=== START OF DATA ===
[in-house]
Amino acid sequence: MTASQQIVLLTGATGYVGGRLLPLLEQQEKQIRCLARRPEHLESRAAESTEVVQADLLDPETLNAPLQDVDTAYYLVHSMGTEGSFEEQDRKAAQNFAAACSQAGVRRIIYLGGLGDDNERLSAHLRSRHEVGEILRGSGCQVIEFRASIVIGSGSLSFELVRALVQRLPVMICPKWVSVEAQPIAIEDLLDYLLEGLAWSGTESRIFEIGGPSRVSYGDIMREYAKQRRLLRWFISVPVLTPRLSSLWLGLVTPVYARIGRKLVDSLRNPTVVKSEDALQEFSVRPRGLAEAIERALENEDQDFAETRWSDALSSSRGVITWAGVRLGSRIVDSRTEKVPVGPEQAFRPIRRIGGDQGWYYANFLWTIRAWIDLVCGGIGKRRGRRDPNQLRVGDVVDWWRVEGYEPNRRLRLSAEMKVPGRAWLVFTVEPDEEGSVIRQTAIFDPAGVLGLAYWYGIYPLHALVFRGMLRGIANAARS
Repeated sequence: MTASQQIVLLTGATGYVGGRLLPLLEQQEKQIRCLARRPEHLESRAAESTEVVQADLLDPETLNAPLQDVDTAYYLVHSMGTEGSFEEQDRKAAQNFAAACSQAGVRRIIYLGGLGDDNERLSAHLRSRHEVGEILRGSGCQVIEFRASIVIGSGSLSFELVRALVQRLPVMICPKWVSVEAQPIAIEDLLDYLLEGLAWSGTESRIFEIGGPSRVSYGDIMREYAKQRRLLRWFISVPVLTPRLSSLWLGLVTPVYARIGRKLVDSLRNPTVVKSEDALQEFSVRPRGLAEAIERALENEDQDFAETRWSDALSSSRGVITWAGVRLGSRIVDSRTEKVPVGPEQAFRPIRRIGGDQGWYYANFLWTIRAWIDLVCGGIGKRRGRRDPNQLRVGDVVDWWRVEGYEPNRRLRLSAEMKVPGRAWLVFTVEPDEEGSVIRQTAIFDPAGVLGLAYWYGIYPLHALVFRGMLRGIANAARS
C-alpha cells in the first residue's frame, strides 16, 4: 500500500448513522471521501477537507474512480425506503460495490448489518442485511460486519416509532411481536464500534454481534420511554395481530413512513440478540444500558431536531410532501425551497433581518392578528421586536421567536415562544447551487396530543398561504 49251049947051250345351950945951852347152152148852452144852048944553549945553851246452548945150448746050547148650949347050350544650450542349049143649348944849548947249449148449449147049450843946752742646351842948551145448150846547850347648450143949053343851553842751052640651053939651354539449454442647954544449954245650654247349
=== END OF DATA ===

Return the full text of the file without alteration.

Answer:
[in-house]
Amino acid sequence: MTASQQIVLLTGATGYVGGRLLPLLEQQEKQIRCLARRPEHLESRAAESTEVVQADLLDPETLNAPLQDVDTAYYLVHSMGTEGSFEEQDRKAAQNFAAACSQAGVRRIIYLGGLGDDNERLSAHLRSRHEVGEILRGSGCQVIEFRASIVIGSGSLSFELVRALVQRLPVMICPKWVSVEAQPIAIEDLLDYLLEGLAWSGTESRIFEIGGPSRVSYGDIMREYAKQRRLLRWFISVPVLTPRLSSLWLGLVTPVYARIGRKLVDSLRNPTVVKSEDALQEFSVRPRGLAEAIERALENEDQDFAETRWSDALSSSRGVITWAGVRLGSRIVDSRTEKVPVGPEQAFRPIRRIGGDQGWYYANFLWTIRAWIDLVCGGIGKRRGRRDPNQLRVGDVVDWWRVEGYEPNRRLRLSAEMKVPGRAWLVFTVEPDEEGSVIRQTAIFDPAGVLGLAYWYGIYPLHALVFRGMLRGIANAARS
Repeated sequence: MTASQQIVLLTGATGYVGGRLLPLLEQQEKQIRCLARRPEHLESRAAESTEVVQADLLDPETLNAPLQDVDTAYYLVHSMGTEGSFEEQDRKAAQNFAAACSQAGVRRIIYLGGLGDDNERLSAHLRSRHEVGEILRGSGCQVIEFRASIVIGSGSLSFELVRALVQRLPVMICPKWVSVEAQPIAIEDLLDYLLEGLAWSGTESRIFEIGGPSRVSYGDIMREYAKQRRLLRWFISVPVLTPRLSSLWLGLVTPVYARIGRKLVDSLRNPTVVKSEDALQEFSVRPRGLAEAIERALENEDQDFAETRWSDALSSSRGVITWAGVRLGSRIVDSRTEKVPVGPEQAFRPIRRIGGDQGWYYANFLWTIRAWIDLVCGGIGKRRGRRDPNQLRVGDVVDWWRVEGYEPNRRLRLSAEMKVPGRAWLVFTVEPDEEGSVIRQTAIFDPAGVLGLAYWYGIYPLHALVFRGMLRGIANAARS
C-alpha cells in the first residue's frame, strides 16, 4: 500500500448513522471521501477537507474512480425506503460495490448489518442485511460486519416509532411481536464500534454481534420511554395481530413512513440478540444500558431536531410532501425551497433581518392578528421586536421567536415562544447551487396530543398561504 49251049947051250345351950945951852347152152148852452144852048944553549945553851246452548945150448746050547148650949347050350544650450542349049143649348944849548947249449148449449147049450843946752742646351842948551145448150846547850347648450143949053343851553842751052640651053939651354539449454442647954544449954245650654247349